Studying Teachers' Sensemaking to Investigate Teachers' Responses to Professional Development Focused on New Standards

By Allen, Carrie D.; Penuel, William R. | Journal of Teacher Education, March-April 2015 | Go to article overview

Studying Teachers' Sensemaking to Investigate Teachers' Responses to Professional Development Focused on New Standards


Allen, Carrie D., Penuel, William R., Journal of Teacher Education


Teachers' prior knowledge shapes what and how they learn from professional development (PD). Of particular importance is teachers' practical knowledge, that is, the knowledge they draw on daily to plan and organize their instruction (van Driel, Beijaard, & Verloop, 2001). Sometimes, teachers' practical knowledge helps them to interpret ideas and resources from PD, but just as easily, such knowledge can interfere with teachers making changes intended by leaders of professional developers (Kazemi & Hubbard, 2008).

Analyzing how teachers' practical knowledge shapes their response to PD requires a focus on how such knowledge develops within the larger ecology of teachers' work (Connelly, Clandin, & He, 1997; Doyle & Ponder, 1977). There is evidence that teachers' own interpretations of their contexts vary widely and diverge from policy makers' interpretations (Penuel, Fishman, Gallagher, Korbak, & Lopez-Prado, 2009). In turn, these interpretations shape outcomes of PD, particularly teachers' judgments about how well the goals and strategies of the PD cohere with local standards, curriculum, and assessments (Garet, Porter, Desimone, Birman, & Yoon, 2001; Penuel, Fishman, Yamaguchi, & Gallagher, 2007).

To date, few studies of teacher PD have examined the ways that organizational aspects of teachers' work shape what they take away from PD. All too often, studies explain differences in teacher change in terms of individual learning styles, beliefs, or concerns, even when scholars take a situated perspective on teacher learning (e.g., Beijaard, Van Driel, & Verloop, 1999). In fact, within the PD literature, there is very little focus on the organizational and institutional contexts where PD occurs and how these shape teacher practice (Cobb, McClain, Laumberg, & Dean, 2003). The limited focus on these broader contexts is problematic because contemporary large-scale reforms demand coordination and coherence across multiple components of complex educational systems, including components related to PD (Jackson & Cobb, 2013; Linn, Kali, Davis, & Horwitz, 2008). In addition, teachers' knowledge of educational contexts in which they work is an integral part of their knowledge for teaching (Shulman, 1987).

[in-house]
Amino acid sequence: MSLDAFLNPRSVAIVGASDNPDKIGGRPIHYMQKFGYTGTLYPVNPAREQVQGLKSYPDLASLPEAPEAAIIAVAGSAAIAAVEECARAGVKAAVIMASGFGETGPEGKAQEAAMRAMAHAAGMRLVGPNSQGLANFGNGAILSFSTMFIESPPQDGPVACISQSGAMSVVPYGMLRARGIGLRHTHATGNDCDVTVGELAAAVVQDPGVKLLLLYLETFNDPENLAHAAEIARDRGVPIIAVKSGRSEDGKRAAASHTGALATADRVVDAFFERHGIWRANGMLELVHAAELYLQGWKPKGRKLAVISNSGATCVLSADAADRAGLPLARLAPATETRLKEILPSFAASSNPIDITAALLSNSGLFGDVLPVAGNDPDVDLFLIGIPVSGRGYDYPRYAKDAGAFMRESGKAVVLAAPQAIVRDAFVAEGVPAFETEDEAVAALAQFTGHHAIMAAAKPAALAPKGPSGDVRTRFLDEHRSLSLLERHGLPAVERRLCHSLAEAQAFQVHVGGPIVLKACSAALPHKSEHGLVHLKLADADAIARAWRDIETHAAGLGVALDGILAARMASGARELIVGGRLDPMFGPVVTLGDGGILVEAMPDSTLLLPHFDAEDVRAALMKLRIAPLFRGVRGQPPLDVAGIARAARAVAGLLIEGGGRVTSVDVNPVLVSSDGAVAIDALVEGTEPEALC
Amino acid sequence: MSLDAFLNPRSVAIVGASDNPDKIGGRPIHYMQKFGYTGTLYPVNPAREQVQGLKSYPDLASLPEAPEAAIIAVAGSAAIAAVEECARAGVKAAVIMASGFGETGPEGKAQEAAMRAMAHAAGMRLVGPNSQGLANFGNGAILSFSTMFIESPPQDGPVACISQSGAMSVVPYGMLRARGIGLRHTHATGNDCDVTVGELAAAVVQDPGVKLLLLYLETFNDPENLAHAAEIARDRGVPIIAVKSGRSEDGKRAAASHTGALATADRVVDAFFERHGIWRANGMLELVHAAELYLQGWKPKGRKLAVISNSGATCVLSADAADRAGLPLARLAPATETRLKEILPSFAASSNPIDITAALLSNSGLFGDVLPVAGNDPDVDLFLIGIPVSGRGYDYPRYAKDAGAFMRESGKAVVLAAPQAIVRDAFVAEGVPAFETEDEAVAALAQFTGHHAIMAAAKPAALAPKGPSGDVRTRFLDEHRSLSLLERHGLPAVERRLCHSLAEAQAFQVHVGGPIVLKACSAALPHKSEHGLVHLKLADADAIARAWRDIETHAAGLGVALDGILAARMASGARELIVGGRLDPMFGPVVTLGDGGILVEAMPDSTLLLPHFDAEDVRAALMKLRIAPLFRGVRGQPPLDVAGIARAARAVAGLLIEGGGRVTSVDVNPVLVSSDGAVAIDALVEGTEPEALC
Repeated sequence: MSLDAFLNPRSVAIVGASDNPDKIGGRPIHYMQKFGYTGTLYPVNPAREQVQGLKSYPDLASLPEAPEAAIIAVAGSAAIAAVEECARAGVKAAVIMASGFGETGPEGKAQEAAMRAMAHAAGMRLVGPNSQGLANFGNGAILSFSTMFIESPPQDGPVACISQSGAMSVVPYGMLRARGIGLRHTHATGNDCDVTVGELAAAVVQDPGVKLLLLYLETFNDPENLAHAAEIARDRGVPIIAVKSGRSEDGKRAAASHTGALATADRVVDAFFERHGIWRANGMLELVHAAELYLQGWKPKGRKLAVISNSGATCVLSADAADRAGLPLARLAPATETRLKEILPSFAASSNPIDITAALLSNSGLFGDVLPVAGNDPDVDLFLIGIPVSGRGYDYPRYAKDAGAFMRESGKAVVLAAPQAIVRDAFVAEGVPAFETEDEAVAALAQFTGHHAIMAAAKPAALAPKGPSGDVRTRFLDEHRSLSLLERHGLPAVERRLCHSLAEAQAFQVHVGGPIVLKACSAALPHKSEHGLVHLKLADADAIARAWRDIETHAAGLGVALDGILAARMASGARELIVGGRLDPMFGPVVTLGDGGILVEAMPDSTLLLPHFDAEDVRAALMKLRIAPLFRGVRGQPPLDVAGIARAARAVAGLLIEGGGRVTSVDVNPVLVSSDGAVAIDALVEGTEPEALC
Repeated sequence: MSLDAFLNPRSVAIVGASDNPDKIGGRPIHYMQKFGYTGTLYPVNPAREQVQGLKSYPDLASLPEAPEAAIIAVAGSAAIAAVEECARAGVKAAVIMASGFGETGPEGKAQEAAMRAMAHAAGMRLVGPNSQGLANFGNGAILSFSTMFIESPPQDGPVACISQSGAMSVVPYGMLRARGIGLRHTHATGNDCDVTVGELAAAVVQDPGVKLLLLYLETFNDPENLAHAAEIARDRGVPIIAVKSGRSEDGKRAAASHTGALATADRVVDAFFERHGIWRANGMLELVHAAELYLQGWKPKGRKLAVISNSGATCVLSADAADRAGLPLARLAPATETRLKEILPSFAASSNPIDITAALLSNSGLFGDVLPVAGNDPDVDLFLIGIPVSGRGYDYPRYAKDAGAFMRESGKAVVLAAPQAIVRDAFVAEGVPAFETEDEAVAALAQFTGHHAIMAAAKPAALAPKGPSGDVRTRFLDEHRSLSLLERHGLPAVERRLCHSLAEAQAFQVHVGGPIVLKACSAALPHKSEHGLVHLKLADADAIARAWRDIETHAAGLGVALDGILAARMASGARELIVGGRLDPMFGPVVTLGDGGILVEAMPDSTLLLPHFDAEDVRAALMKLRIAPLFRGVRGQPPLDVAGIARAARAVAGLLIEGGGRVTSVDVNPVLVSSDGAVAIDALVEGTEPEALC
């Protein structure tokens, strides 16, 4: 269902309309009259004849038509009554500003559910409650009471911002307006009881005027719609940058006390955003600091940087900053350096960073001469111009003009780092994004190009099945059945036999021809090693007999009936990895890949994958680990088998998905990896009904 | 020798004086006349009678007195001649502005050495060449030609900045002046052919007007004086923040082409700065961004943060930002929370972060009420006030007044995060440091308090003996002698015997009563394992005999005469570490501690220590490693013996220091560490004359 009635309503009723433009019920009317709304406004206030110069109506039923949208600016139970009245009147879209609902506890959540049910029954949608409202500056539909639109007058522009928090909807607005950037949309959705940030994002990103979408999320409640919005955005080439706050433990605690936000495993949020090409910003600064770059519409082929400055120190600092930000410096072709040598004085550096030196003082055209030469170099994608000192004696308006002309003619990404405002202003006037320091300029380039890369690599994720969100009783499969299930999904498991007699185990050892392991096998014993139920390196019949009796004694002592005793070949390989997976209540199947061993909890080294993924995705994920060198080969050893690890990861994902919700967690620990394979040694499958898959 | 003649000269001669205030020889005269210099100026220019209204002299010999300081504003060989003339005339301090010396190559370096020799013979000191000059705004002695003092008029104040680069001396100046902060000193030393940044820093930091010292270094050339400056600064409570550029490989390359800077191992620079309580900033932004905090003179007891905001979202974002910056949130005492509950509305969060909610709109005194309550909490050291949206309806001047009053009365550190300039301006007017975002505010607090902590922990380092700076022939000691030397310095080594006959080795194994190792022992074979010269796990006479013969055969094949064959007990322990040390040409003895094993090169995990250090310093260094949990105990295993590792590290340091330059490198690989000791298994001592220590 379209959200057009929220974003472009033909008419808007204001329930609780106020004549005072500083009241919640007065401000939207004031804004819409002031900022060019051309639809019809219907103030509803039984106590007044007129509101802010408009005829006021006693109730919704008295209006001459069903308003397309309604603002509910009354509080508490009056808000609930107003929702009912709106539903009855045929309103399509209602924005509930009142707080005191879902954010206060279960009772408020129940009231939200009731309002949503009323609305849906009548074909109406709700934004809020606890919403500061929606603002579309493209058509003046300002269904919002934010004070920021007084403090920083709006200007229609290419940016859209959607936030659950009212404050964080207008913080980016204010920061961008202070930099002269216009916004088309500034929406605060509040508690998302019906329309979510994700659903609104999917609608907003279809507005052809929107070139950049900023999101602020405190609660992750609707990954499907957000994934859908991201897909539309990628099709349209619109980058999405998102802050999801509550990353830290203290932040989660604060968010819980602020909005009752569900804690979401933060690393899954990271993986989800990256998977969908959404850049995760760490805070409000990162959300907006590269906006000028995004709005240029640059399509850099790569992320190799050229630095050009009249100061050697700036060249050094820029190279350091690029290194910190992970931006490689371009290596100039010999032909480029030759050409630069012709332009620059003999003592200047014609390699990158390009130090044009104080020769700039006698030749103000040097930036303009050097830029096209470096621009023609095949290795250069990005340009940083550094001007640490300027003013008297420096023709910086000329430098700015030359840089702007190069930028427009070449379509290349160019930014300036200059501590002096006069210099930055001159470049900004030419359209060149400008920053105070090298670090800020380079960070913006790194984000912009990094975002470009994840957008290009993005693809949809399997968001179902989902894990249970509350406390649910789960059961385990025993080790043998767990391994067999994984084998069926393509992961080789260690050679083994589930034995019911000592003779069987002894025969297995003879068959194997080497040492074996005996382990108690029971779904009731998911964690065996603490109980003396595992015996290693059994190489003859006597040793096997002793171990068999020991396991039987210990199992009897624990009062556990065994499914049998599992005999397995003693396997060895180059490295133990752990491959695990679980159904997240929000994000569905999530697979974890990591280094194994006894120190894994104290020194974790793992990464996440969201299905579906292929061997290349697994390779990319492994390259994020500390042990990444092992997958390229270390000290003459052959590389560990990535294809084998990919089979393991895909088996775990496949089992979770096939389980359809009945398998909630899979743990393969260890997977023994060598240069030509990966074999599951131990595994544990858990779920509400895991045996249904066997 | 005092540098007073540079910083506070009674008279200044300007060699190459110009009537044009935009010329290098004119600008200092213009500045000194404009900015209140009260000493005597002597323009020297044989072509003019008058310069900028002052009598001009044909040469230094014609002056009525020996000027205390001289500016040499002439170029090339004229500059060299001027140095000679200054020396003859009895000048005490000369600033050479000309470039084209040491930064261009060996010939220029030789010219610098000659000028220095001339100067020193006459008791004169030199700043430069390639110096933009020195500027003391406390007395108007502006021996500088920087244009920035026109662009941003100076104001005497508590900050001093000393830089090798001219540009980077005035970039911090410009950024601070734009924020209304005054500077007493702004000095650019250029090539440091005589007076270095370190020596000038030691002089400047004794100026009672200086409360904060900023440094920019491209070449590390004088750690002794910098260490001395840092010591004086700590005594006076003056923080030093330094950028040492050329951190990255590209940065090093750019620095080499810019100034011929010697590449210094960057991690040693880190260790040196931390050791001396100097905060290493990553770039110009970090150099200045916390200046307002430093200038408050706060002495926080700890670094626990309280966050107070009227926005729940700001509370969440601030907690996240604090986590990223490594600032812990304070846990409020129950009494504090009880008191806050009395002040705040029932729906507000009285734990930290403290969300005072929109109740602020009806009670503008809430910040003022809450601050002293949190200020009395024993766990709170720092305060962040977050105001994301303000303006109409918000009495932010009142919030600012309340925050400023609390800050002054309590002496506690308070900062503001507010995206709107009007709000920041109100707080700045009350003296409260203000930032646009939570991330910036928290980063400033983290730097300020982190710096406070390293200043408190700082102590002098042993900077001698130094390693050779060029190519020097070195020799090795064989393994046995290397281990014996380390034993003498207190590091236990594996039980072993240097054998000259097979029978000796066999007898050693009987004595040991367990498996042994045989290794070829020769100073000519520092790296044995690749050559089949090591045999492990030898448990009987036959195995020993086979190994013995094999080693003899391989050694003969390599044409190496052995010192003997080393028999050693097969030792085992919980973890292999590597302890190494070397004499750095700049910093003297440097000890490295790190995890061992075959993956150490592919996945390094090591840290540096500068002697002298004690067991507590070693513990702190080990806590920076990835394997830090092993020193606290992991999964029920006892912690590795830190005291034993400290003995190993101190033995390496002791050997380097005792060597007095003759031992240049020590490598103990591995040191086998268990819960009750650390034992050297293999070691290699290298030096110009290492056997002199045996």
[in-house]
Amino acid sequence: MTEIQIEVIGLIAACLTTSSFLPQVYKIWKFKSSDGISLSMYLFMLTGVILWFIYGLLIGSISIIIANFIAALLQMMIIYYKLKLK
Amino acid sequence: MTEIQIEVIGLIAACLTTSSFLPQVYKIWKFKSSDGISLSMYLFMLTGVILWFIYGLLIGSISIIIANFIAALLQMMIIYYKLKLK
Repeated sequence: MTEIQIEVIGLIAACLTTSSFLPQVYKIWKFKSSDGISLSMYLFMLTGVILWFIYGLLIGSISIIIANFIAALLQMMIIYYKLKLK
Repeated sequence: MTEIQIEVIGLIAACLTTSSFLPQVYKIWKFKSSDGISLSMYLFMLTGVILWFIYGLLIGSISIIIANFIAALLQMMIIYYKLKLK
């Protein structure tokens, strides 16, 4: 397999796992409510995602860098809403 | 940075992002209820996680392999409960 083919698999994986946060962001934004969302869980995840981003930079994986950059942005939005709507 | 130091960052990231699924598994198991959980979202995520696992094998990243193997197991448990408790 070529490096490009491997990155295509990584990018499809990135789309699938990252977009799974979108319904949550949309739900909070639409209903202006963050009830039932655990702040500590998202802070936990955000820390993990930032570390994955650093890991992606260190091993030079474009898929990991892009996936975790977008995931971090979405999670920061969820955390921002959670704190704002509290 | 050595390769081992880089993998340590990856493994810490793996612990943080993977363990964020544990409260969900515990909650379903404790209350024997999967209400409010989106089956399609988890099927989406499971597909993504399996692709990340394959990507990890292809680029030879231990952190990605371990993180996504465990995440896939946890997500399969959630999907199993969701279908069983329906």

In this article, we draw on the idea of sensemaking from organizational studies to interpret teachers' response to PD linked to new science education reforms in the United States. Sensemaking, we argue, provides a useful framework for analyzing teachers' responses to PD because PD activities create new and foreground existing sources of ambiguity and uncertainty for teachers in their organizational environment. Using evidence from a study of teacher PD focused on the Framework for K-12 Science Education (National Research Council, 2012) and Next Generation Science Standards (NGSS; National Research Council, 2013), we illustrate how focusing on teachers' attempts to resolve ambiguity and uncertainty provide us with a powerful lens for explaining when and how teachers' participation in PD can influence teachers' decisions about implementing reforms.

Policy Context for the PD

The PD that is the focus of the current study took place within the United States, in a time when many states had just adopted ambitious new standards in English/language arts, mathematics, and science. The reforms embody perspectives on teaching and learning developed over many years of interdisciplinary research on student learning from sociocognitive and sociocultural perspectives (National Research Council, 2005, 2007). They share with other reforms being undertaken by countries in Europe and North America over the past decade that emphasize focusing instruction around a few core ideas of disciplines and promoting student engagement with disciplinary forms of reasoning (De Jong, 2007).

The PD discussed in this study aimed to develop teachers' understanding of the NGSS (National Research Council, 2013). …

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